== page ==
3 days later, United picked up a 1-0 win over Charlton, with Leighton getting his first clean sheet in 2 months. The performance wasn’t great against an already relegated side, but the maximum points and no goals conceded was what the United boss was looking for one week before the biggest game of his career.
Ferguson stuck with his fellow Scot for the final, which for the neutral, turned out to be on of the most entertaining finals. For Leighton, this was to be his penultimate game for United. Conceding 3 goals in a final, was the final straw for Fergie, and Leighton was dropped for the replay 5 days later. Sealey was the only change to the line-up and produced a number of saves as United would go on to win the cup 1-0. Leighton’s dream of winning trophies with United was over.
After the game, Sealey handed Leighton his winners medal, but the Scot would later return it to Sealey’s pocket. The two ‘keepers would remain close friends over the years due to the respect they had for each other. Leighton was so disappointed, that when he received a medal from the club due to his appearance on the first match, he returned that too.
The relationship between Leighton and his manager deteriorated so badly that the two would no longer be on speaking terms. It was the nail in the coffin for Leighton at Manchester United and although he played one more time in a league cup tie at Halifax Town, he would find himself 4th choice behind Sealey, who signed on a permanent in the summer in 1990, Gary Walsh and Mark Bosnich. It was a massive drop for a man who was once a record signing for a goalkeeper.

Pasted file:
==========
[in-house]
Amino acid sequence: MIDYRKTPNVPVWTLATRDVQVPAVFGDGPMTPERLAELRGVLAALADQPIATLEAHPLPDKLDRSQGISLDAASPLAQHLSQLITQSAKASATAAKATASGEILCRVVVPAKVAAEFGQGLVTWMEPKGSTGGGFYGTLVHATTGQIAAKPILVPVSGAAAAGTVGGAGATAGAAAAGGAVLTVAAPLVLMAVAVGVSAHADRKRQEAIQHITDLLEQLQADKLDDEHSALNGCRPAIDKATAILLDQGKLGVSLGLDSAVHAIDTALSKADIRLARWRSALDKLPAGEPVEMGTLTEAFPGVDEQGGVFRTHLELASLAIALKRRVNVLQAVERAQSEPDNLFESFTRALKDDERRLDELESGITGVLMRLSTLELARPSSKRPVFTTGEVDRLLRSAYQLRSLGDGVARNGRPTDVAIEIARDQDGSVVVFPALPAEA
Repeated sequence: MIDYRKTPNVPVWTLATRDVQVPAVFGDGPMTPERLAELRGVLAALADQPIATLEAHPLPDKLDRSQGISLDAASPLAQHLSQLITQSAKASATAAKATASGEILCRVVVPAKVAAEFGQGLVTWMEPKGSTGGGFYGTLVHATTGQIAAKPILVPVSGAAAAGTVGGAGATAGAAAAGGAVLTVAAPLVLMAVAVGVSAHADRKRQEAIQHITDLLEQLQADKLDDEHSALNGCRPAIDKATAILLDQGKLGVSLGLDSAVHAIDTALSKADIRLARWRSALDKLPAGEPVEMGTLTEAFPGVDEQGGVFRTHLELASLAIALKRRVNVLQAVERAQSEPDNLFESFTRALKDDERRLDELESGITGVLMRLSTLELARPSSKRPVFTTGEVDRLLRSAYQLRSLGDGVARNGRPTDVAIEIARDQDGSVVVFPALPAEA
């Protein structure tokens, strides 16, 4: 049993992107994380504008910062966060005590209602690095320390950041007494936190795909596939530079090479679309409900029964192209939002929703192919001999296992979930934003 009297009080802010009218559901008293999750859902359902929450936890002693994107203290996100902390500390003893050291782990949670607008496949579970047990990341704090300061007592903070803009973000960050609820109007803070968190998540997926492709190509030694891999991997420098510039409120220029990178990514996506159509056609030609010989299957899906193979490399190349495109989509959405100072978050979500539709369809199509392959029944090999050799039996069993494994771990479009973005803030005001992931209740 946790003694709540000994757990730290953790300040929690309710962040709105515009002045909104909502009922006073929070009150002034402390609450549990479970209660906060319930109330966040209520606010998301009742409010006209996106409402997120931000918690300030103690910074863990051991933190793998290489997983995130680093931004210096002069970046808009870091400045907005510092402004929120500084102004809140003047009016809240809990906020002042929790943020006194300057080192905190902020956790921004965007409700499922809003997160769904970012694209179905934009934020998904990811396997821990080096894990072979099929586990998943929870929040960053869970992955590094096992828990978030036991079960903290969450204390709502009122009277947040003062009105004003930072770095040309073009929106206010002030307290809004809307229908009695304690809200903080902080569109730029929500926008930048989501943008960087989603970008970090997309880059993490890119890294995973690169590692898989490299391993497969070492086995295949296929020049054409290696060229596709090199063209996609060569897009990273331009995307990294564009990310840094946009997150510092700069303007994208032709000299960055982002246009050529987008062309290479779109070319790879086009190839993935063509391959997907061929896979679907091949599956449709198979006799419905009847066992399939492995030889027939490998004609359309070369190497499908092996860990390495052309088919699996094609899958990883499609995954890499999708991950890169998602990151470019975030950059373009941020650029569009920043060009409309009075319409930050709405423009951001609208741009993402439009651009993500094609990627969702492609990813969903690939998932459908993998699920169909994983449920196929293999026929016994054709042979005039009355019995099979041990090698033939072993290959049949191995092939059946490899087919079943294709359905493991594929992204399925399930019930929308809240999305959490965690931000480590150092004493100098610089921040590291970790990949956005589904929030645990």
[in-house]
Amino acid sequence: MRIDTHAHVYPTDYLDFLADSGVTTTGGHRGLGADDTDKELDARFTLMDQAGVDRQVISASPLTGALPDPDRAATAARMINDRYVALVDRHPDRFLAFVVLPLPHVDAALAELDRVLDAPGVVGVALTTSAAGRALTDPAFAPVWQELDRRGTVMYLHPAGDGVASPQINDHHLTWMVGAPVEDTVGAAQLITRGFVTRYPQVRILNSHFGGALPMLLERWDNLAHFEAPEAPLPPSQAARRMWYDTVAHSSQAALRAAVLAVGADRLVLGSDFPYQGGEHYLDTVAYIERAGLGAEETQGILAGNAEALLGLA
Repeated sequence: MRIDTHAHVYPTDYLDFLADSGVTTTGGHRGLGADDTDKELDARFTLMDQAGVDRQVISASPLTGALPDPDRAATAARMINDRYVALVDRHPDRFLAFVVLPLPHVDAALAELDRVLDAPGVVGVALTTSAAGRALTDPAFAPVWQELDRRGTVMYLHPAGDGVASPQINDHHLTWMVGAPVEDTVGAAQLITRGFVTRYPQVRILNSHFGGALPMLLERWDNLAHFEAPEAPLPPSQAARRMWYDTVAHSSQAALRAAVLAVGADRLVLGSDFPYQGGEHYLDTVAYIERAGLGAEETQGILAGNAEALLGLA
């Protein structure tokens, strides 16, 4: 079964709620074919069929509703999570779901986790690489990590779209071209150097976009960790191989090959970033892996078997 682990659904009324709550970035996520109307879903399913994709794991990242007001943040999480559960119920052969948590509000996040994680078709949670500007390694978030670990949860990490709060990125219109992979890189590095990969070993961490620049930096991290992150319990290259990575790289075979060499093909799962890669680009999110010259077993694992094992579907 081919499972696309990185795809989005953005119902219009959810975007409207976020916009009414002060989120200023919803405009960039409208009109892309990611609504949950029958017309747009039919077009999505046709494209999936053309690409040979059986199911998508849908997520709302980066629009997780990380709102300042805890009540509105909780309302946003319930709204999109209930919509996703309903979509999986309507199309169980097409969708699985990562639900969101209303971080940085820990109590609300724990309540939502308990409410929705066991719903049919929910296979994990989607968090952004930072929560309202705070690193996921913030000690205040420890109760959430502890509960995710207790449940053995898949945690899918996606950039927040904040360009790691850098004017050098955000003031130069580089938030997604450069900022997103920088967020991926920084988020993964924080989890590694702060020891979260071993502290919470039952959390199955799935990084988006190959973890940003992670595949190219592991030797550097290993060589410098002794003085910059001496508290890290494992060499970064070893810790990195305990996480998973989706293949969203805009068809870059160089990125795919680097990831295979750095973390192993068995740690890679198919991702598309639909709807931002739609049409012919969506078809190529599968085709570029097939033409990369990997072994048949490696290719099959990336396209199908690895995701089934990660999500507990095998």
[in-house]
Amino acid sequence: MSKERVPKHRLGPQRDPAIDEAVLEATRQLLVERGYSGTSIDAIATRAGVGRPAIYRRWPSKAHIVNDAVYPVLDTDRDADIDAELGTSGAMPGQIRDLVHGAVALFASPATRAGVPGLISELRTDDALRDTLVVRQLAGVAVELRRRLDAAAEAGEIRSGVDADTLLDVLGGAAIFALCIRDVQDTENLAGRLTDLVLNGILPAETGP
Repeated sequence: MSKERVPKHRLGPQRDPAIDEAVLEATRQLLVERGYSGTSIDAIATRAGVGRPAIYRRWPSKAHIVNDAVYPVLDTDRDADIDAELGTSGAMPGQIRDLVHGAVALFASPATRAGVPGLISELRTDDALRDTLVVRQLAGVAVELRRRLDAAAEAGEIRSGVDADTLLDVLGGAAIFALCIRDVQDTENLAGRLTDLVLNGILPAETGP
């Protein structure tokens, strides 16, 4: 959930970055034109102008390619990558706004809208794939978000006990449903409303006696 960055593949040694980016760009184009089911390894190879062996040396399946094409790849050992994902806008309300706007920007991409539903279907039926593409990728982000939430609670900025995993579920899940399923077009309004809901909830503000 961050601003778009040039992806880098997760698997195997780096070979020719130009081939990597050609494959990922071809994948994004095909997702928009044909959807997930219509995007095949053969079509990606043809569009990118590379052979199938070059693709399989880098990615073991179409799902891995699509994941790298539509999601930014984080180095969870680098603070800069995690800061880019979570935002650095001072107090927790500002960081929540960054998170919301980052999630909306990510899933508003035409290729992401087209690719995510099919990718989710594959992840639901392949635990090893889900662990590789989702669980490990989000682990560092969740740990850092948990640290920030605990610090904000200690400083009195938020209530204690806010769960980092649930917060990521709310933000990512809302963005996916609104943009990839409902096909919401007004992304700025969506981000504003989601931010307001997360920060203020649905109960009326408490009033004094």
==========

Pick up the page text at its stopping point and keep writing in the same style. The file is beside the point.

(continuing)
Leighton still had 2 years left on his contract and was loaned to Arsenal in March 1991 but failed to make an appearance. The Gunners would go on to win the league that season. United, with new number one Sealey, would finish 6th in the league, get to the League Cup final and beat Barcelona 2-1 in the UEFA Cup-Winners-Cup final. Two trophies in two seasons for Fergie saw the pressure lift on him. Leighton had become the forgotten man at United.
At the start of the 1991/92 campaign, Leighton was again 4th choice as Danish international Peter Schmeichel replaced the departed Les Sealey and was installed as number one ahead of Walsh and youngster Ian Wilkinson. Leighton was loaned to 3rd tier Reading and eventually sold to Scottish Division 1 side Dundee for a fee of £200,000 in March 1992.
A dream move that promised so much was done, and Leighton’s nightmare time at Old Trafford was finally over. International too, it seemed his career was over, as he failed to make the Scotland squad for Euro ’92.
Leighton did manage to revive his career after leaving United at Hibs, where he spent 4 seasons at Easter Road and missed only one match for the Hibees. He was also back in the International fold and was in the squad for Euro ’96. Leighton then returned to Aberdeen in 1997, where he would see out his career and retired in 2000, just shy of his 42nd birthday.
With his relationship with a friend in tatters and his career spiralling to obscurity, Jim Leighton could look back at his time at Manchester United as the worst move of his career. However, that 3-and-a-half-year spell at Old Trafford is just a blip in what was a pretty successful career for Jim Leighton. His time at Manchester United won’t be the most memorable one, but it was at a significant and transitional point in the history of the club, and many may not even know he played for one of the most successful club sides in the World.